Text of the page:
War of the Rebellion: Serial 115 Page 1451 SUSPECTED AND DISLOYAL PERSONS.

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Floyd Cook. -Born in Giles County, now Boone, near where he now lives; living near William Workman. Says a company was oraganized to protect their property from horse-thieves. Was arrested one mile and a half from home. Had gone to Amos Workman's to persuade the men assembled there to disperese. Saw some men there; saw John Gunnoe (not the one in prison), B. F. Perry and some men from Raleigh he did not know. Saw another Perry and Micajah White. These men had assembled because they were informed a horse-stealing party would be in their neighborhood in a few days. This party had Morris Cook and Clay in custody as prisoners. Does not know what party left Amos Workman's and was arrested on the road home. William Workman was arrested immediately afterward. The party then proceeded to Amos Workman's. He does not recollect who he saw there at that time except his son who had just gone in from the mountains. Says the Gerald byos were arrested soon after he was. They had been out hunting cattle. Says he saw where some trees had been cut across the road and he saw some brush thrown up on the side of the mountain which were any logs and stones in it. Says he was a member of the company organized in the neighborhood to keep off the horse-thieves. Says his son, William Workman, Amos, James and Lawson Workman were members; also M. G. White and his two sons; the Gunnoes, W. Walker, B. F. Perry and Benj. Workman; does not remember the others. Had nothing to do with the Southern or Northern army or the Uniom men. Is willing to take the oath of allegiance. Mr. McDonald knows nothing of his own knowledge of Floyd Cook's course since the act of secession, but says it was understood in the neighborhood Cook was a member of the company which obstructed the road, fortified it, threatened Wyoming with invasion. Says Morris Cook and Henry Clay, the militia scouts who were arrested and disarmed by this party, say Floyd Cook was the principal actor and that it was done within the breast-works. I think this man ought not to be released. His examination compaed with Workman's satisfies me he was a member of a most dangerous and treasonable organization. They were attempting to take possession of mountain passes at the head of Coal River on the most direct route from Kanawha to East Tennesse. If the organization is not broken up it may give the Federal army most important aid in any movement toward Tennessee. I think inquiry ought to be made if testimony of the facts states by McDonald can be procured, and if it can be procured the man ought to be put on his trial.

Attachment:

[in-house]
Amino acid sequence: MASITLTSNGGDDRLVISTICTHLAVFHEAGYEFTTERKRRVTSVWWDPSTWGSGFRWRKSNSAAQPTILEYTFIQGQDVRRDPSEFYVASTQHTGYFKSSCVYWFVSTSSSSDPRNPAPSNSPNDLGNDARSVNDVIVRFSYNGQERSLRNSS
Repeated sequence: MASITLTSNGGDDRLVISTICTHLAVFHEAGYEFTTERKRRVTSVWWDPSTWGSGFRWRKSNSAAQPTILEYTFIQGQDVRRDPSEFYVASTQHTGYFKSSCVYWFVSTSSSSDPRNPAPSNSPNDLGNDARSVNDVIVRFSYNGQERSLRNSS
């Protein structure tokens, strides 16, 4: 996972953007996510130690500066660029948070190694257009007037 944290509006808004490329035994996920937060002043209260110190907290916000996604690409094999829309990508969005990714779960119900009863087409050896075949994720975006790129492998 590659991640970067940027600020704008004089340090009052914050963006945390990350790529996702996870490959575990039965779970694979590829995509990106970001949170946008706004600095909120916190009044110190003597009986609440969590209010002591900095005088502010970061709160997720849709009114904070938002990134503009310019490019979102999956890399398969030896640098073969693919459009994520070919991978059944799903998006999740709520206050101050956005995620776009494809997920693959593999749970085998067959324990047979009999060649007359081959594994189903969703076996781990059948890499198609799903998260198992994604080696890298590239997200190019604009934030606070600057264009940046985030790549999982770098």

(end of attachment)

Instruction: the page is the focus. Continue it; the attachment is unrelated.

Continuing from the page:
Parris Gerrold. - Says he was with three others, his cousins, hunting some cattle when he was arrested by Pate's company. He was stated by Workman and Floyd Cook to be a member of that company and was arrested when the party at the fortifications was taken, and was probably one of the persons taken in fortifications and was armed. I recommend he should be held as a prisoner of war.

Samuel Dentz. - Born in Fairfax County, Va. Prisoner says when he was arrested he was told it was for furnishing the enemy with wood. Denies he did so. Says he is a farmer and sold wood to the longboatmen. Says he did not own a boat, and did not seel wood after the boats ceassed to run to Washington whento governor's proclamation issued. Says he did not hold communication with the enemy in any way. Says he is throughly Southern; voted for and supported the secession movement. Says his son, Silas Dentz, twenty-nine years of